Any questions for Dan Bricklin?

Dan Bricklin is the inventor of the spreadsheet. Dan, along with Bob Frankston released the world’s first spreadsheet, called VisiCalc in 1979.

Dan has worked on many projects since and recently has started work on wikiCalc – an open source, online spreadsheet application.

I’m interviewing Dan this coming Tuesday afternoon (10th Oct 2006) for a PodLeaders podcast. We will be talking about VisiCalc, his new application WikiCalc and anything else that may arise in the questions!

As always, if you have questions you’d like me to put to him, feel free to leave them in the comments and I’ll put them to him.

6 thoughts on “Any questions for Dan Bricklin?”

  1. Hi Tom,

    My question is that MS Excel (and most other MS products) has an excess of features that very few people will actually use, ever.

    Does he see the success of online spreadsheets being in some way dependent on going back to the basics and focusing on the core features – simple things like entering numbers and performing calculations on them.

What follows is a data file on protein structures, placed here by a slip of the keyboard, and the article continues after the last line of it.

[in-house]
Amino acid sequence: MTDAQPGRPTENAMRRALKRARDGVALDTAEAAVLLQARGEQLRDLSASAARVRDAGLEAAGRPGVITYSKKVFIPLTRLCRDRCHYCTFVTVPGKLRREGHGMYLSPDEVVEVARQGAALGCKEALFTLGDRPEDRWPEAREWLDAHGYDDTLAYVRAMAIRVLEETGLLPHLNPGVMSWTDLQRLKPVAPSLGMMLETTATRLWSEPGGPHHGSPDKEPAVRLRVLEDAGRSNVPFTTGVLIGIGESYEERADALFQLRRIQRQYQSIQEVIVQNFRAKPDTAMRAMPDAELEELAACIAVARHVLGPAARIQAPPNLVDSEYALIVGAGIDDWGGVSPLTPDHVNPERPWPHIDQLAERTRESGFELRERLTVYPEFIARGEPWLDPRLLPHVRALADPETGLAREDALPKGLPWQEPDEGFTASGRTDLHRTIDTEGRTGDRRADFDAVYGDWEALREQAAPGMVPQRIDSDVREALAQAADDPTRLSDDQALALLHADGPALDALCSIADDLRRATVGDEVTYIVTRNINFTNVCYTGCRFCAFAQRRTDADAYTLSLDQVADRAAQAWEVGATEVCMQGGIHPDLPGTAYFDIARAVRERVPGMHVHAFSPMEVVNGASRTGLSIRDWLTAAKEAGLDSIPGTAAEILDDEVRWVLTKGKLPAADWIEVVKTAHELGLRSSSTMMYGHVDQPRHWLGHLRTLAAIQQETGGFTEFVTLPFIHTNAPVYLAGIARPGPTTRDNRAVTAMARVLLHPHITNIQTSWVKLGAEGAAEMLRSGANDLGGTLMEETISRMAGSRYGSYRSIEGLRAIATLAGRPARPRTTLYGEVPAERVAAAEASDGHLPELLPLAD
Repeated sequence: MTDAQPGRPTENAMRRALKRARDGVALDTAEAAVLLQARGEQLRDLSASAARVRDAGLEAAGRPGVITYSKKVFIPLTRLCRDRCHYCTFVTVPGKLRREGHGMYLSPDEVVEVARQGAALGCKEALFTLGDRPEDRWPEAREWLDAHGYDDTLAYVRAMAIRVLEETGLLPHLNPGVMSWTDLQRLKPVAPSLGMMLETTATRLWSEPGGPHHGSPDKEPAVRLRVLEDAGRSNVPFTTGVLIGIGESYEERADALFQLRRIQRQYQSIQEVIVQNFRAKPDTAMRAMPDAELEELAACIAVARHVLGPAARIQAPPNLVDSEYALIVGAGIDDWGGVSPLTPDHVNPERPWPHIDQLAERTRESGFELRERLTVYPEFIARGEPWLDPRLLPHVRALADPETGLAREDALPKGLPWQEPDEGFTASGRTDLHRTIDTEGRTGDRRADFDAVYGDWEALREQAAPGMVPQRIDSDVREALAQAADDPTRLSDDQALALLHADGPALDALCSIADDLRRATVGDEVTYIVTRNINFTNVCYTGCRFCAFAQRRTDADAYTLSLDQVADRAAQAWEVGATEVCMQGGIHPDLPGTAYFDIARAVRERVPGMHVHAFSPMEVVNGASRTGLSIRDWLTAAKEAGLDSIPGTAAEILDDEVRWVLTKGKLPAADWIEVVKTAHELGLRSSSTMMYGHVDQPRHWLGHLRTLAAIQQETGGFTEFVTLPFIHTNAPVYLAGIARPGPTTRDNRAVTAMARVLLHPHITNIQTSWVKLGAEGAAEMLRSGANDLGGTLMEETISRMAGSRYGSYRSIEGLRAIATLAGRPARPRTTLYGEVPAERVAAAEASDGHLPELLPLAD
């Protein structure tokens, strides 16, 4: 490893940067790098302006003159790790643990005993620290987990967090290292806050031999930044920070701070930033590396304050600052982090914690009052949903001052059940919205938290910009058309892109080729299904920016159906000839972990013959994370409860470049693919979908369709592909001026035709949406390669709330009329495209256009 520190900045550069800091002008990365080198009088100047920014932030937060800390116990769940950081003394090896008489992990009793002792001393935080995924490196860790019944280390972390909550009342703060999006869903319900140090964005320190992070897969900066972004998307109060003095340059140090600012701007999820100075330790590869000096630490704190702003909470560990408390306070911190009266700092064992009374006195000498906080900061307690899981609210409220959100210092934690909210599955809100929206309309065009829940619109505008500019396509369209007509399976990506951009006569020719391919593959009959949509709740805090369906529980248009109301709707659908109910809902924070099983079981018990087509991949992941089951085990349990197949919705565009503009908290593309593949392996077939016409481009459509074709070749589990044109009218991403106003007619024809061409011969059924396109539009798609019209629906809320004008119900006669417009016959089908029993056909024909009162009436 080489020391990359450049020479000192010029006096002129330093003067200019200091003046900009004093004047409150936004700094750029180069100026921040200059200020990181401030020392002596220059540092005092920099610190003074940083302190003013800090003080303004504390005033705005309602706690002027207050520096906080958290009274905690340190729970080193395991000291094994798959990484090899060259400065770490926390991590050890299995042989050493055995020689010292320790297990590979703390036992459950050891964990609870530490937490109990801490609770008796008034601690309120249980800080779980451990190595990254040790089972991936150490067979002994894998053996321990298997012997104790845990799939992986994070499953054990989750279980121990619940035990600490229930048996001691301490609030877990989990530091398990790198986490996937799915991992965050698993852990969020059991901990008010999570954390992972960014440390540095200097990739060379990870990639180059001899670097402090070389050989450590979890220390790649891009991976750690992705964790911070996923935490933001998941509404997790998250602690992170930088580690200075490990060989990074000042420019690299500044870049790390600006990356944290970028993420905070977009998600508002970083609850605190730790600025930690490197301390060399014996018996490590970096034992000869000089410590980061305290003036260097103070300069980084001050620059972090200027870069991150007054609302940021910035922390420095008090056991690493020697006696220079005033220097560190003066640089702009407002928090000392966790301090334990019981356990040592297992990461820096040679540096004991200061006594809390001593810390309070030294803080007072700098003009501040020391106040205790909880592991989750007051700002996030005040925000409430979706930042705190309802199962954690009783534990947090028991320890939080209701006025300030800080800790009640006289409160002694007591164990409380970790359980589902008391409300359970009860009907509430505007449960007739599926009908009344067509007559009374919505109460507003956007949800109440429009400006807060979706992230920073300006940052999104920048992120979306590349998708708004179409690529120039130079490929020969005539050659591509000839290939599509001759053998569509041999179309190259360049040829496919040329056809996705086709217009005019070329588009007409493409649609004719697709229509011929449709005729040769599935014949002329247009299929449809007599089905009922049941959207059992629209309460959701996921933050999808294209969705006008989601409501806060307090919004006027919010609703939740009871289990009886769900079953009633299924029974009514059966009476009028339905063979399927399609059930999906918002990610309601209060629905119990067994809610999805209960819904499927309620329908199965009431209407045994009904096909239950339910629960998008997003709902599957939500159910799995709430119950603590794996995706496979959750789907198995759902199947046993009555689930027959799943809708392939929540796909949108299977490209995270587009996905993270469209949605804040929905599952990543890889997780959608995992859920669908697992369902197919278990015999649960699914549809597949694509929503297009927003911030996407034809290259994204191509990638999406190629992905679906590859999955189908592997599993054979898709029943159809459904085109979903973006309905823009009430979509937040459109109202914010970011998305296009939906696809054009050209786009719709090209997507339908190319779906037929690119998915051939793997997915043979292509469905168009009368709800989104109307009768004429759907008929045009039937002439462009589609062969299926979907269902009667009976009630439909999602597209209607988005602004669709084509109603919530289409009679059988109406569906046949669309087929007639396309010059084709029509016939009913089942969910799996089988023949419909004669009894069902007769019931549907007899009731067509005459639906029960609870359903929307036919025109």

Also, as he is involved in wikiCalc, would be interested to hear what he makes of Google Spreadsheets.

    Thanks,

    Laurence Veale

  2. On the topic of patents, ask him to outline how they won in Texas and what his experience was like as an expert witness. I gather it took up a considerable amount of his time last year.

  3. I am interested in Wikicalc as a tool in education – for K12 students. For collaborative gata gathering and calculations etc and I am starting a project exploring how it can be used (I use wikicalc with my students in Iceland University of Education). I would like to know how Dan sees the potential for wikicalc in education.

  4. Salvör,

    Dan came back with the following response:

    There has been lots of interest from the scientific and communities. I’ll be interested in seeing how it gets used in education besides just as something for programming courses to start from (“modify this poorly written code to add the following features…”). K-12 should be interesting. I’m sure there will be uses found in such settings, but I don’t know enough about them to guess what they’d be.

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